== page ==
Sunday, June 28, 2020

The Story of "Tombstone Territory"

By Christopher Robinson

Airing from 1957 to 1959, ‘Tombstone Territory’ told the wild western adventures of Sheriff Clay Hollister (played by Pat Conway) in “the town too tough to die” as he dealt out his own brand of law and order to the Arizona Territory in the 1880’s.

Familiar to western history buffs, the town of Tombstone is forever inextricably linked to famed lawman Wyatt Earp, whom the character of Hollister is essentially based upon. The unique angle of the series focuses on Hollister’s working relationship with Tombstone’s newspaper editor, Harris Claiborne (played by Richard Eastham). Claiborne plays a more substantial role in the sheriff’s duties than even Hollister’s deputies.

Leaning towards more historical portrayals in its stories, the episodes feature true to life western characters that give a degree of authenticity despite budgetary limitations and some necessary artistic liberties. The creators, in fact, regularly consulted the staff of the Tombstone Epitaph, the actual publication that the character of Claiborne publishes in town.

To establish this wrap-around theme, Eastham provides ongoing narration throughout the stories, thereby providing an insider’s perspective while simulating the firsthand accounts that Claiborne published in his paper detailing Sheriff Hollister’s daring exploits.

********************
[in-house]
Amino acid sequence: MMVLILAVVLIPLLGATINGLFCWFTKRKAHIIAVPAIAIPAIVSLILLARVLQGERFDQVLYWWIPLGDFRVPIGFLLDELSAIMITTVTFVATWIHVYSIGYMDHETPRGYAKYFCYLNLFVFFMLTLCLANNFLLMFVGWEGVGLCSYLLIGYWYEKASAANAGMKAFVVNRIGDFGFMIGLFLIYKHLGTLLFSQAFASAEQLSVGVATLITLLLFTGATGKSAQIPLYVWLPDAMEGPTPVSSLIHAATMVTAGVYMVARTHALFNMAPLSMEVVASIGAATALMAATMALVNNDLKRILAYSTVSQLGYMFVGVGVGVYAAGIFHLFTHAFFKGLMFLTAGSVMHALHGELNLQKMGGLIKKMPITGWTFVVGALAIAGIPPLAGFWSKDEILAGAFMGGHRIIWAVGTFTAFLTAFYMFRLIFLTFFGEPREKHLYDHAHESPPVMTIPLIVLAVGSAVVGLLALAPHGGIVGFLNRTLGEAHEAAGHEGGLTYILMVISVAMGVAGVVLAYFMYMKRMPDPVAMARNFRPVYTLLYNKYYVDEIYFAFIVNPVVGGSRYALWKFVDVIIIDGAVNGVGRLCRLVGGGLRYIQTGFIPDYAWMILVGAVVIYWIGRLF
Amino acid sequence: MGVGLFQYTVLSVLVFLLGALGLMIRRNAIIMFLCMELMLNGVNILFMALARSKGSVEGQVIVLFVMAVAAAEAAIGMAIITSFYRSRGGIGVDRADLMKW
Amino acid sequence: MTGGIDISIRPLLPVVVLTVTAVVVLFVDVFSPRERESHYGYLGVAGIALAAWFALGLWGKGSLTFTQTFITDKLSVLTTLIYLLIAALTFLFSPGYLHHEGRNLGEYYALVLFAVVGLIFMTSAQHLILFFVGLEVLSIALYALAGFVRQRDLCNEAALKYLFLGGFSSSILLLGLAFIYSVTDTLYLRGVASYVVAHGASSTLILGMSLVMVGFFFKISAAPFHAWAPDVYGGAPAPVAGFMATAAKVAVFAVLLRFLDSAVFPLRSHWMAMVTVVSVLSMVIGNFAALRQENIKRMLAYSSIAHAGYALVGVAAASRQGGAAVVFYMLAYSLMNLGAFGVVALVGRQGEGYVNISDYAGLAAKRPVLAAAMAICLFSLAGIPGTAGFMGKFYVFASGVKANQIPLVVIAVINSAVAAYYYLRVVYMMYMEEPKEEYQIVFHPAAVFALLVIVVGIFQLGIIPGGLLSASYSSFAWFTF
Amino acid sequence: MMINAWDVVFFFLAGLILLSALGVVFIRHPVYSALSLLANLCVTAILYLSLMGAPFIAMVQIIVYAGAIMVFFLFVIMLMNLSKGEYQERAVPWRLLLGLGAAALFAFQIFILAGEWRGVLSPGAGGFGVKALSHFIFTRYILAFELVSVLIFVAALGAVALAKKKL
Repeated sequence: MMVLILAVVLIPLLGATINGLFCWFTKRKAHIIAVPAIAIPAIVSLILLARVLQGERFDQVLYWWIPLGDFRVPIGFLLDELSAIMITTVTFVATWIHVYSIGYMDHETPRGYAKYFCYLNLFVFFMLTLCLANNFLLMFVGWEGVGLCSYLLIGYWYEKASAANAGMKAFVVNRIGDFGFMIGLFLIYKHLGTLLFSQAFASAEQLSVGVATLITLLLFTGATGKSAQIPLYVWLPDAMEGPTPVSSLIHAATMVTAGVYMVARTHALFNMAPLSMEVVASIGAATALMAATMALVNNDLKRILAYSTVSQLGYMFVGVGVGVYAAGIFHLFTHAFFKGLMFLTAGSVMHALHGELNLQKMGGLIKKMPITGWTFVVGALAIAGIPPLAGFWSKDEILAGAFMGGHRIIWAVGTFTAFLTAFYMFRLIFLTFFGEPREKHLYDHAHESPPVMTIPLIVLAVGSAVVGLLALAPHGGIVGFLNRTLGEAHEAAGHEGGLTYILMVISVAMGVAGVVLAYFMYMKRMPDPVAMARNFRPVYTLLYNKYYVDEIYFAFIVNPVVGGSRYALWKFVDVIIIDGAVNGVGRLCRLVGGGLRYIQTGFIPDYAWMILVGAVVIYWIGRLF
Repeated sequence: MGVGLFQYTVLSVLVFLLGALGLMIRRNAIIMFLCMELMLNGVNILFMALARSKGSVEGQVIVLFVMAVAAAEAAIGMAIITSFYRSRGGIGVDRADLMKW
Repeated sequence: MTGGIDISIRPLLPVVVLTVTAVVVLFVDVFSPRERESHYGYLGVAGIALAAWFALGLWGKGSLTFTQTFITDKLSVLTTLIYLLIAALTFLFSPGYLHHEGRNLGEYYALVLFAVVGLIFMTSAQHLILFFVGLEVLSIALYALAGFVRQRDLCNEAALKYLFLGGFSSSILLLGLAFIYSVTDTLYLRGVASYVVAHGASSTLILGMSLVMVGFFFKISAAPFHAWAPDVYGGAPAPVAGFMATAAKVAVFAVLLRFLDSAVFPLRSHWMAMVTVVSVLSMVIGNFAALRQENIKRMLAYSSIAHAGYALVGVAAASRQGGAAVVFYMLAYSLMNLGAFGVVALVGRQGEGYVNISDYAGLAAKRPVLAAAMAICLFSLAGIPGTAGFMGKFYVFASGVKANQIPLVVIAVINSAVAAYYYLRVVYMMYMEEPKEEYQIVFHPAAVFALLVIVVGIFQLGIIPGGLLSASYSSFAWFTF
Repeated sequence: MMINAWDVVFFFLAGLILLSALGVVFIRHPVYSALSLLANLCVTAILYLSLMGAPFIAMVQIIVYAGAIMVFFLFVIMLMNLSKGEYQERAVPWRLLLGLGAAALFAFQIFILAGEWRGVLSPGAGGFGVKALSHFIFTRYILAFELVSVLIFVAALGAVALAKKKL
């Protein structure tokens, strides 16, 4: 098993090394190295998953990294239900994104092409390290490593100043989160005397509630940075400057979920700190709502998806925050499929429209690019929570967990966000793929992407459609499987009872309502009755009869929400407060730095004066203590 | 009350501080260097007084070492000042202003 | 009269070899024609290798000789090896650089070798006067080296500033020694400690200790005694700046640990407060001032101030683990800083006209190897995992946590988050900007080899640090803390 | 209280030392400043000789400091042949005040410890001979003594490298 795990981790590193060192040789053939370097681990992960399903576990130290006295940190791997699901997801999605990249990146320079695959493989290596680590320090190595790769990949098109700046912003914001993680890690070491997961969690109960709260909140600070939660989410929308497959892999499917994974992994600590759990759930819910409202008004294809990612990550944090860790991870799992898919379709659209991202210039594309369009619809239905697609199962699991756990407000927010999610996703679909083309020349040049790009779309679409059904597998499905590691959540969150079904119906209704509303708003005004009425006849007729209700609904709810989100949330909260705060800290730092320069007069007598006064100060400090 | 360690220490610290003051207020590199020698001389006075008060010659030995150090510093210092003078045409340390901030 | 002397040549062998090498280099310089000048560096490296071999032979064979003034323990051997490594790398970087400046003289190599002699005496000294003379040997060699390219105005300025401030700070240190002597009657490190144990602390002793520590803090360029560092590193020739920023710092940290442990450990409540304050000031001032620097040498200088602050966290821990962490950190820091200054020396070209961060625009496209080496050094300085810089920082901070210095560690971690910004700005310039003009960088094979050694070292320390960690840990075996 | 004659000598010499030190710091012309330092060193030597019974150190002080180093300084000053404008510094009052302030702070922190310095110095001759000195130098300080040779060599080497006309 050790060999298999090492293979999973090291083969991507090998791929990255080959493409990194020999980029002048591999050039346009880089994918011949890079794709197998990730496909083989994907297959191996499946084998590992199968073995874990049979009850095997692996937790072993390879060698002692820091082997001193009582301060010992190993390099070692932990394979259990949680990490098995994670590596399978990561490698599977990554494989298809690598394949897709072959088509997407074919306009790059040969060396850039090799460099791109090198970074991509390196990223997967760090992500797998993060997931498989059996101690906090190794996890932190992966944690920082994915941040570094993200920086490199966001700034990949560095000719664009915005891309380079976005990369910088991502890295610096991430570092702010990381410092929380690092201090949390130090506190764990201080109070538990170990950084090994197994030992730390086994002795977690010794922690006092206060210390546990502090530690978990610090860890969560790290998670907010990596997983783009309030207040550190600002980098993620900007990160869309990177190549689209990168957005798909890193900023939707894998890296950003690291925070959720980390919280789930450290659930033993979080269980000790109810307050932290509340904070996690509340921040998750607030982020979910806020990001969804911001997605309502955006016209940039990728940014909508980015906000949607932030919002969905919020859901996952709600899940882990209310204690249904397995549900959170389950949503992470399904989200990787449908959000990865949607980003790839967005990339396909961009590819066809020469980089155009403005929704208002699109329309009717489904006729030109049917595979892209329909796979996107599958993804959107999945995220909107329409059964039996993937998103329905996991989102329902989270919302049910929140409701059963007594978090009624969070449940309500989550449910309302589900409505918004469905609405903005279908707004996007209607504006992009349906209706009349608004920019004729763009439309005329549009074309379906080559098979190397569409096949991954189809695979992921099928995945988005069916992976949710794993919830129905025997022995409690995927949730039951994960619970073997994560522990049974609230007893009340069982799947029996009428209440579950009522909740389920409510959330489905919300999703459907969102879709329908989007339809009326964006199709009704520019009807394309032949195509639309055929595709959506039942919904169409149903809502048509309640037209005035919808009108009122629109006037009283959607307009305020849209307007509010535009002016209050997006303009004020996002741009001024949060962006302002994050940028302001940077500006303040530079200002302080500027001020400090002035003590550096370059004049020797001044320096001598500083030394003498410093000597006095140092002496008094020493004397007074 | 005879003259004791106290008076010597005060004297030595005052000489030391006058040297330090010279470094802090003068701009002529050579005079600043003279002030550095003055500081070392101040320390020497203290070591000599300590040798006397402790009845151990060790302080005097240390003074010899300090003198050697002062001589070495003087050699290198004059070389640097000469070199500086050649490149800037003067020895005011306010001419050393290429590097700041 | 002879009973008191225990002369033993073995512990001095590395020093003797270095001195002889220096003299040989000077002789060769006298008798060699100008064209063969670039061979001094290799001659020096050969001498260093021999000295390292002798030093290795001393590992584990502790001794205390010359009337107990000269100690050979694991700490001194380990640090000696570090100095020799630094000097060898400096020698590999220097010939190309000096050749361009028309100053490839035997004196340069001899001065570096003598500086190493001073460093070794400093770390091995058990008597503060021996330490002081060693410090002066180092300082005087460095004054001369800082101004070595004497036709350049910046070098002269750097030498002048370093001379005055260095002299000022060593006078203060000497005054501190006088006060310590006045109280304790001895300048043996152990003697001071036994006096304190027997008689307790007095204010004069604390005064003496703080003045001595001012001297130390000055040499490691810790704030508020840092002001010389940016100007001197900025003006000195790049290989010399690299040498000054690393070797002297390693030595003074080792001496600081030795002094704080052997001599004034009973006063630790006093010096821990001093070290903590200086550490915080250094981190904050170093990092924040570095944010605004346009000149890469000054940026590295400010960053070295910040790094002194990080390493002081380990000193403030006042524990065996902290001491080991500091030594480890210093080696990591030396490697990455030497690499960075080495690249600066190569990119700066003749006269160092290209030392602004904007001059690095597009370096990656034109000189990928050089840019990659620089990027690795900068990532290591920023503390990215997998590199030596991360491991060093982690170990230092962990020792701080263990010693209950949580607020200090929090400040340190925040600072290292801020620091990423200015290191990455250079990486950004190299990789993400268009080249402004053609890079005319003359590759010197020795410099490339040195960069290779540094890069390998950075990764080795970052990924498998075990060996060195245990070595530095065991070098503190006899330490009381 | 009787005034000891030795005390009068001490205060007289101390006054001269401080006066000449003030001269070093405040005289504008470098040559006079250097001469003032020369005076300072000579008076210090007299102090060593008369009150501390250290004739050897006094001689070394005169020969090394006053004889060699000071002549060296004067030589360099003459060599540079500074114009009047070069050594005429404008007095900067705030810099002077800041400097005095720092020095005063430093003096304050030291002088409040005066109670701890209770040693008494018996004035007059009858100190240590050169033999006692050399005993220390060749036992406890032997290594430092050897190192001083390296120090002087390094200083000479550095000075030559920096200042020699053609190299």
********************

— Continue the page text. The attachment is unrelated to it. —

Well worth your viewing, Tombstone Territory is available in DVD and can also be seen weekdays on ScreenPix Westerns channel and weekends on FETV.

Bonus!

About the Author

Christopher Robinson has worked in various mediums creating films, screenplays and music in addition to essays for books, magazines and websites.

He was also the host and producer of Princeton In Focus, a weekly live call-in talk show on cable access TV. For more on Christopher Robinson, click here!


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Sunday, June 14, 2020

George Custer’s Defeat at Little Bighorn Revisited

By Allan B. Colombo

On December 1st, 2019, ‘Custer’s Final Battle’ was published in the Western Magazine Digest (WMD). For those who would like to read ‘Custer’s Last Battle,’ click here.

The intent was to eulogize and celebrate the lives and deaths of more than several hundred Cavalrymen and their commander, Brevet Major-General George Armstrong Custer (1839 to 1876).

On May 28th of this year, I published a short post on the ‘The TV Western and Movie Fan Page’ on Facebook,

“Said to be the last words spoken on the battlefield of Little Bighorn: ‘Hurrah boys, we've got them! We'll finish up and then go home to our station,’ said Charles Windolph, the last known survivor of the failed battle. Windolph, born in 1851, passed in 1950! ‘Question is, why does the death of Custer in the Battle of Little Bighorn strike a nerve in the hearts of all patriotic Americans?’” (http://bit.ly/35MD65m)
It didn’t take long until the first reply came along: “Does it? How so?” When I asked why he felt that way, the writer continued, “maybe because people feel it justifies the tactics people used in indian fighting.”

As the days drug on, comment after comment filtered in--154 of them to be exact--and it became more and more apparent that the members of the forum were decisively divided in their opinions regarding Lieutenant Colonel George Armstrong Custer.

Perhaps the reason for the anger and, in some cases, disdain for a commander whom none of us had ever met, comes from the political side of the subject.